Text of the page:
About Mike and Skip

(Photo taken at Dead Horse Point, Canyonlands, Utah, 11/09)

Skip Christensen (right) and Mike Harrison (left) met for the first time in 1952 when they joined the same Cub Scouts Pack.  They were second graders in the small town of Brookings, South Dakota, where they both lived through their high school years.  When they joined the high school debate team as freshmen, their lives were about to change forever.

Together throughout high school they won numerous tournaments in debate, oratory and extemporaneous speaking.  In the summer of 1961, they attended Northwestern University’s public speaking institute for high school students.  In their senior year, they won the state debate championship, then reached the quarter-finals at the National High School Debate Tournament in Missoula, Montana, losing in a split decision to the eventual national champions.

Competitive debating provided them with valuable life skills.  Debaters must find the most logical support and best evidence for both sides of any assigned proposition, and be prepared to argue whichever side is assigned in a given debate.  Practiced debaters thus learn to be open-minded, critical, logical, analytical, and persuasive. Skip and Mike got the most out of their debating experience, learning lessons and skills they would use throughout their lives.

After graduation, coincidentally, both of their families moved east, where Skip went to college in Illinois and Mike in Ohio.  They were reunited again in the fall of 1967 in Michigan, where they roomed together in their first year of law school.  Skip was drafted into the Army after his first year, Mike graduated in 1970, and Skip returned after his military service to finish law school in 1972.

Skip married an Ohio girl and went west to join a law firm in Spokane, Washington.  He later joined a firm in Tucson, Arizona.  Mike moved east to New York, working as an attorney first in Armonk and New York City, and then moving to Albany, New York, where he married a Massachusetts girl and settled into a career as an attorney and administrative law judge with New York State.

Four decades later and several years into retirement Skip still lives in Tucson, and Mike remains in New York’s Capital District.  They stay in touch, and they have found that they have not lost the curiosity and intense analytical drive that motivated them fifty years ago as high school debaters.

Now they have joined forces as debate partners again, bringing more than a century’s worth of combined experience into play.  Together, they will conduct civil, but unflinchingly honest and thorough, analyses of major issues affecting America and its future.

7 Responses to About Mike and Skip

  1. Bill Frederick says:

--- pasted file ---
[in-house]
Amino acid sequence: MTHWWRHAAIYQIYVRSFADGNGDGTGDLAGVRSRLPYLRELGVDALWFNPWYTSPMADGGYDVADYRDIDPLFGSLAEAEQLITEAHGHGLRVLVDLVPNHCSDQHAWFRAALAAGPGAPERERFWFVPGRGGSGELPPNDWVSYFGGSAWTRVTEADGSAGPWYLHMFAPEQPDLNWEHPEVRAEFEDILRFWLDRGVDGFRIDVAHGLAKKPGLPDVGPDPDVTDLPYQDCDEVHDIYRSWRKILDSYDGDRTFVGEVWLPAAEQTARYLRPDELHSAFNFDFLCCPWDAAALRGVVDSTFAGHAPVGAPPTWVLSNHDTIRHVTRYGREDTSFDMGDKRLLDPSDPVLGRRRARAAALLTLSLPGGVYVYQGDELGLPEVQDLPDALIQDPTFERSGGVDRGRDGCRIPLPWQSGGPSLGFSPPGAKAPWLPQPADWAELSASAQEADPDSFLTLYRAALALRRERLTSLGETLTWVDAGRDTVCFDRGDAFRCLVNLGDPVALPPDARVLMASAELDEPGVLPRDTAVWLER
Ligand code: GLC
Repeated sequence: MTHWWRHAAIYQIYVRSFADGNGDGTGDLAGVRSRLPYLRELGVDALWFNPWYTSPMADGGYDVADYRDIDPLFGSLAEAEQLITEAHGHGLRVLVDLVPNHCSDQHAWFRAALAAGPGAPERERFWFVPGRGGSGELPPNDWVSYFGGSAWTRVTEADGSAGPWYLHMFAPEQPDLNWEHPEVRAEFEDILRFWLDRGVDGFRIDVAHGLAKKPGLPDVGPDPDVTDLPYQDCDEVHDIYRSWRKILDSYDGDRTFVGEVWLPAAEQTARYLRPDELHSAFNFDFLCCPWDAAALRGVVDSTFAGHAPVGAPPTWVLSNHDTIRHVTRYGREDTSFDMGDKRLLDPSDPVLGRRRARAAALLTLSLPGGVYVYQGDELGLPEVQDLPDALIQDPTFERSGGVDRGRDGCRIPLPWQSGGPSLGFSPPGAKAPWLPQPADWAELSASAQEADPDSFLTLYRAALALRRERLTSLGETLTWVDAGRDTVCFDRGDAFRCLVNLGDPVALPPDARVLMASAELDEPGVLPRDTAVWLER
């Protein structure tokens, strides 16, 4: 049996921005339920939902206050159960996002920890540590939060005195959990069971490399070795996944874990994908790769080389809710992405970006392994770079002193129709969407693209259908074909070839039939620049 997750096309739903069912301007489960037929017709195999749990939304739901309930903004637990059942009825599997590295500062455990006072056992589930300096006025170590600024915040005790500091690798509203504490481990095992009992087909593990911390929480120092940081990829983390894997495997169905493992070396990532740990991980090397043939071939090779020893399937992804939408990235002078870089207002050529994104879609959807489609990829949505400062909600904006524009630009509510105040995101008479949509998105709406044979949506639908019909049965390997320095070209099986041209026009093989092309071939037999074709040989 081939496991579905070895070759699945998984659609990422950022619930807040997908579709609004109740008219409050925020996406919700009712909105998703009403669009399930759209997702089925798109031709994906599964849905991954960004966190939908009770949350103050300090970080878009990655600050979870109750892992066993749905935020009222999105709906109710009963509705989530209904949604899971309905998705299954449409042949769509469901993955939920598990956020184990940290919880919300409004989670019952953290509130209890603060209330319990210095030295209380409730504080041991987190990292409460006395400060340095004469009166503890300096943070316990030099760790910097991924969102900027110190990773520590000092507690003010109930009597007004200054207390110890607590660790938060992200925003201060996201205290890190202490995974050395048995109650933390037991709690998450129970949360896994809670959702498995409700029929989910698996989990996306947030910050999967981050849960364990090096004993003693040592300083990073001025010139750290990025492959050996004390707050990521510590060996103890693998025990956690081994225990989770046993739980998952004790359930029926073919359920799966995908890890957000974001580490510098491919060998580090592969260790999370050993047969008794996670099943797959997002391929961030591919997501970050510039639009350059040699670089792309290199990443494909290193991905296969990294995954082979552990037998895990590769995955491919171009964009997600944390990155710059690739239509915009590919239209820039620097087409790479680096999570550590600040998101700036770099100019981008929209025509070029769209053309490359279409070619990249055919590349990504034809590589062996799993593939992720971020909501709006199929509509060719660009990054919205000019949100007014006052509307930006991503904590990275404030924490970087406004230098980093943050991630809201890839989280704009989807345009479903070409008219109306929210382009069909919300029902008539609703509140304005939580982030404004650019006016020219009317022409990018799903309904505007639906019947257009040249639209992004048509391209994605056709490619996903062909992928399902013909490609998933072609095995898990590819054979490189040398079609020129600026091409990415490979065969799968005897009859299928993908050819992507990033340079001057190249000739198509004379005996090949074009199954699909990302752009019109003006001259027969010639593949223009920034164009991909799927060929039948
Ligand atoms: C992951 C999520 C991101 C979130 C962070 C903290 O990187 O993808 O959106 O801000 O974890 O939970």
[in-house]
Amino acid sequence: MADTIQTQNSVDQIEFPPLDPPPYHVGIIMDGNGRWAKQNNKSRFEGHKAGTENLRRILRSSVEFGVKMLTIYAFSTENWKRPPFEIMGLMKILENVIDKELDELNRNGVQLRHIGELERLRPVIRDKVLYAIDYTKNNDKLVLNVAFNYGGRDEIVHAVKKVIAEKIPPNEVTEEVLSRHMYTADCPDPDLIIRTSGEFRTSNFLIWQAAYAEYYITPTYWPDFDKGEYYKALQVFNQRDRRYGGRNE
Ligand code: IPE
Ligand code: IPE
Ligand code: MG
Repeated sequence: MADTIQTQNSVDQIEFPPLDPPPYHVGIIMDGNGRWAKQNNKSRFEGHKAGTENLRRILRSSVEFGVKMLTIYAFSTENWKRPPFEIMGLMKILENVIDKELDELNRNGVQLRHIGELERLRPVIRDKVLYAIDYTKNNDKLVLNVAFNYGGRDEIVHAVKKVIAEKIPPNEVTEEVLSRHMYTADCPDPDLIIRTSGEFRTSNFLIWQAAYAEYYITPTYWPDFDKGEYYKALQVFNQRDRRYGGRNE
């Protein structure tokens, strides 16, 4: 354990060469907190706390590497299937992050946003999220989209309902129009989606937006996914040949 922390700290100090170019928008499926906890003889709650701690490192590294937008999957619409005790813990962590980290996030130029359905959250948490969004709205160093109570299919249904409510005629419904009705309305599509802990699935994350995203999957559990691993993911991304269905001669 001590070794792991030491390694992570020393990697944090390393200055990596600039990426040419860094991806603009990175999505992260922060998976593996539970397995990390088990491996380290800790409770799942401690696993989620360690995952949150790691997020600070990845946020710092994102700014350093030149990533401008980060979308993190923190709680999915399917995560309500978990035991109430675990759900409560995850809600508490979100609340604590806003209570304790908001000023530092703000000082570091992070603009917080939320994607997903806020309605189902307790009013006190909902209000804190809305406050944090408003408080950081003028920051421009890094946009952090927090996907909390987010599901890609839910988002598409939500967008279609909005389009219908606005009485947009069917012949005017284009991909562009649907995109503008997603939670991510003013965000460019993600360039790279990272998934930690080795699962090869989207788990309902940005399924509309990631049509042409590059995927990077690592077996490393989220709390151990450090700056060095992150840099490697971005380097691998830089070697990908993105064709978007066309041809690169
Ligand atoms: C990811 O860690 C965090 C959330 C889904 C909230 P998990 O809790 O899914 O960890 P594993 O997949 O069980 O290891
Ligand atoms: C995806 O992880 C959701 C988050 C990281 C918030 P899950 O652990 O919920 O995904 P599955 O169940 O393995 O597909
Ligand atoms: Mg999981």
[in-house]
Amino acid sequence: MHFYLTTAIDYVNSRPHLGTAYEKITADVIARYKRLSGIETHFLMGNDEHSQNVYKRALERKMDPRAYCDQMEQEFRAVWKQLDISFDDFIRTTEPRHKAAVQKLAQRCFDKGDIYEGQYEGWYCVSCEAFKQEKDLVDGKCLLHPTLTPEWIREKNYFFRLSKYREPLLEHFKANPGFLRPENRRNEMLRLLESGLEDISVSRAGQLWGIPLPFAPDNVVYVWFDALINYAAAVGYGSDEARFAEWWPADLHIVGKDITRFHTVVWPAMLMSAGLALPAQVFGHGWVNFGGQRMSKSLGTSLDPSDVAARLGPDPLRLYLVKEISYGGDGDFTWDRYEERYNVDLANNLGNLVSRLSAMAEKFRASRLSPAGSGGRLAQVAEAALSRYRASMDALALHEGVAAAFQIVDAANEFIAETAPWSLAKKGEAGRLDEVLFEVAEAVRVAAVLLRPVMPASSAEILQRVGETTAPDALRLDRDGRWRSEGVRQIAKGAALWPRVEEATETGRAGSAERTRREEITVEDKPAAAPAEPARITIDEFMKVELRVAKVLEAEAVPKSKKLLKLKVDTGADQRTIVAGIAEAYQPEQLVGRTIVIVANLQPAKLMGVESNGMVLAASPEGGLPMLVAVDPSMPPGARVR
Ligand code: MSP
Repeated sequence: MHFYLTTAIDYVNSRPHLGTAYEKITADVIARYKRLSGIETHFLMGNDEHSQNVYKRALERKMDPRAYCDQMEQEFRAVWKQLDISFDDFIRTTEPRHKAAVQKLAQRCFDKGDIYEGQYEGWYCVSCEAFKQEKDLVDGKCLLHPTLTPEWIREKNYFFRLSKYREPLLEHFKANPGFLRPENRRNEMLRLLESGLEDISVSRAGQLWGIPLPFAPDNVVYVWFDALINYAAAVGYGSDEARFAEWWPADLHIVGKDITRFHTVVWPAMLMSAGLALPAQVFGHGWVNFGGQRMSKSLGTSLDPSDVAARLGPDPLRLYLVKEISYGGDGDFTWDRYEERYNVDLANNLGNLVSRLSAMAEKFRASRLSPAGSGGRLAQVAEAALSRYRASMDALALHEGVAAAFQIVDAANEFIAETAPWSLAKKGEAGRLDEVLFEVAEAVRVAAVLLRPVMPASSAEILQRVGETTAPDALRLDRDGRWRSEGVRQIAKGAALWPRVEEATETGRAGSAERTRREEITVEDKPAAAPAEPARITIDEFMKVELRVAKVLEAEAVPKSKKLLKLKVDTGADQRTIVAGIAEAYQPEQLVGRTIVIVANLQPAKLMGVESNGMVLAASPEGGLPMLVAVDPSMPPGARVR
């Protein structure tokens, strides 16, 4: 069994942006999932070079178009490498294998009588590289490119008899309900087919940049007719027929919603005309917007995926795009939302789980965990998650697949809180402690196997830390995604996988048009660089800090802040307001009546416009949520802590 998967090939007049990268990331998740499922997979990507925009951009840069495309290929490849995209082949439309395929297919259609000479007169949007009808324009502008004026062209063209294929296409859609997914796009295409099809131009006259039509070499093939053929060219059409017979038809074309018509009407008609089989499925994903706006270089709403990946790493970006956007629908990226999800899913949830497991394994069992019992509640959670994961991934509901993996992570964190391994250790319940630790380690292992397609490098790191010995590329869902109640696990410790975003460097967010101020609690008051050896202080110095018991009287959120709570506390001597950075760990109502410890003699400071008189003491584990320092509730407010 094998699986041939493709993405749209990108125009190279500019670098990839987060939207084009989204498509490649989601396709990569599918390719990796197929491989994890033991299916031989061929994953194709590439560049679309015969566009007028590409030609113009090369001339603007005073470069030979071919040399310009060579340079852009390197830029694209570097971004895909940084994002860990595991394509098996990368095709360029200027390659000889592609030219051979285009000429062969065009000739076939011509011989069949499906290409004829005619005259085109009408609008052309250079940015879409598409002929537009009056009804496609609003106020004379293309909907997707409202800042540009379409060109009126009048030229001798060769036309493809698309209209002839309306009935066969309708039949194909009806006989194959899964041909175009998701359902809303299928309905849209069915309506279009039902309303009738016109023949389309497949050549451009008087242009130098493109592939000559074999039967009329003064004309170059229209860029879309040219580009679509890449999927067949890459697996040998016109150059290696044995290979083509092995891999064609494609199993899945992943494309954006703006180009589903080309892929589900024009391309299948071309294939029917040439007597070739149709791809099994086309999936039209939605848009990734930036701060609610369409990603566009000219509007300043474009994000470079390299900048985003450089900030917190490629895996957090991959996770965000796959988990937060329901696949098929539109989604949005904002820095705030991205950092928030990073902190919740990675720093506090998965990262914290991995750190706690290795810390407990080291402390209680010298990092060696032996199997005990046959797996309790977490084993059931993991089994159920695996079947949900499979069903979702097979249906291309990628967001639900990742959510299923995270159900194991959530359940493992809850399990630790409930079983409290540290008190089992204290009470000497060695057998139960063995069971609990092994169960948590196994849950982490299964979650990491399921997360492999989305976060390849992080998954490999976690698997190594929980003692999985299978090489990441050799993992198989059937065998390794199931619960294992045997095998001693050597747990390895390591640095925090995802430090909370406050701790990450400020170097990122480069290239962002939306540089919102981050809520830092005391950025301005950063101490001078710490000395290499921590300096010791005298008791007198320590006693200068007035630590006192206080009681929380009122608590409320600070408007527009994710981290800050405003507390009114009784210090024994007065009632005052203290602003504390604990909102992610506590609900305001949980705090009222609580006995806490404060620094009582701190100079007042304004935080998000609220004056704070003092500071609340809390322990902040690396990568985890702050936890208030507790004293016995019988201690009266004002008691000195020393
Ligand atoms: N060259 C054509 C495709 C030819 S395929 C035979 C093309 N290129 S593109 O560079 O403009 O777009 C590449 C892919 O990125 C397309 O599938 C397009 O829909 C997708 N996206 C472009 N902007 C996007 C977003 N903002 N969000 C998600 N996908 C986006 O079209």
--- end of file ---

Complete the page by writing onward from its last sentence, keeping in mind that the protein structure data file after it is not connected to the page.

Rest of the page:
Excellent site, and you have boiled things down concisely. Our government is not functioning properly, and has not for some time. Special interest groups drive our political system, and the people we elect to represent US, instead represent those who contribute the most to their re-election campaigns. Most big money supports Republican Candidates, however, there are Democrats as well who allow their votes and opinions to be bought rather than respect the wishes of their constituents. This will NOT change, no matter how much noise WE make, until the election laws and influence peddling ceases to exist.
    Right now we are letting the foxes guard the proverbial hen house.
    I am retired school teacher who used to think I was part of the Middle Class. I have a four year college degree and a post graduate degree. It sickens me to see the tax breaks the wealthy and the large corporations receive while my real income has diminished to the point that I now consider myself to be among the poorest segment of the Lower Middle Class.
    Thank you and keep up the good work.

  2. Thomas Boyd says:

    Finally, a thoughtful and engaging site for grown-ups. I look forward to reading, reacting, suggesting and sharing.

  3. b c says:

    I like the site, but your sourcing for charts and graphs needs improvement. Blogs like Seeking Alpha aren’t a solid source. You should go to the real source of the data and just add a line to credit that. Thank you

  4. I really like the site. Good info without having to listen to all the commentary included with the news on the regular media sites and channels. Many people like to have their information fed to them without having to think about it, I guess. Being retired, I have more time to do the research and I know the true story is not being told.
    Keep the majority constantly busy trying to make a living for their families and they won’t have time to find out what is going on until it is too late to counteract it.

  5. Nawal Ahmed says:

    HI Guys, Love the site , blogs and most importantly, the spirit : ” to reveal the truth”. I wonder if there is room for a study in to the effects of the growth in public and private borrowing ( including leverage in futures, options and margin trading) and the resulting (perhaps) inequality of income and the growing need to incur more taxes. Any thoughts?

    • Hi Nawal. Much thanks. You bet, public and private debt are at the heart of the inequality issue: I’m working hard (off-line) on relating inequality, aggregate demand, growth and taxation. Public debt effectively financed much of the inequality growth, as wealth floated to the top over the years. I’ll post up hopefully intelligible conclusions once I have them.

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